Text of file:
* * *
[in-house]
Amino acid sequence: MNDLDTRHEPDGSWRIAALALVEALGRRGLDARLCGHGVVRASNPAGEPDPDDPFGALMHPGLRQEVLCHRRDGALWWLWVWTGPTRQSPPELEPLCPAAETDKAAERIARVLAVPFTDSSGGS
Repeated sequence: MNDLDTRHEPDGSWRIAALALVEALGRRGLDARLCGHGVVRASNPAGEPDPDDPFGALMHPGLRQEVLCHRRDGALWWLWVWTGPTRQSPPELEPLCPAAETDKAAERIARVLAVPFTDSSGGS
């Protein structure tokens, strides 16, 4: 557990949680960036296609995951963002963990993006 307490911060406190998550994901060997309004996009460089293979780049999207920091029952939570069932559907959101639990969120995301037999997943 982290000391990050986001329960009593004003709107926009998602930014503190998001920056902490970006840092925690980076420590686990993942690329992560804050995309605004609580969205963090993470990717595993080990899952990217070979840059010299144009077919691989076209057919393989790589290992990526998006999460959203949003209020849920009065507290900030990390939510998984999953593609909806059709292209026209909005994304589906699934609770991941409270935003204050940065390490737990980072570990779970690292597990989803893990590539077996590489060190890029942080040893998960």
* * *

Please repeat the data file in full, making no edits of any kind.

[in-house]
Amino acid sequence: MNDLDTRHEPDGSWRIAALALVEALGRRGLDARLCGHGVVRASNPAGEPDPDDPFGALMHPGLRQEVLCHRRDGALWWLWVWTGPTRQSPPELEPLCPAAETDKAAERIARVLAVPFTDSSGGS
Repeated sequence: MNDLDTRHEPDGSWRIAALALVEALGRRGLDARLCGHGVVRASNPAGEPDPDDPFGALMHPGLRQEVLCHRRDGALWWLWVWTGPTRQSPPELEPLCPAAETDKAAERIARVLAVPFTDSSGGS
């Protein structure tokens, strides 16, 4: 557990949680960036296609995951963002963990993006 307490911060406190998550994901060997309004996009460089293979780049999207920091029952939570069932559907959101639990969120995301037999997943 982290000391990050986001329960009593004003709107926009998602930014503190998001920056902490970006840092925690980076420590686990993942690329992560804050995309605004609580969205963090993470990717595993080990899952990217070979840059010299144009077919691989076209057919393989790589290992990526998006999460959203949003209020849920009065507290900030990390939510998984999953593609909806059709292209026209909005994304589906699934609770991941409270935003204050940065390490737990980072570990779970690292597990989803893990590539077996590489060190890029942080040893998960």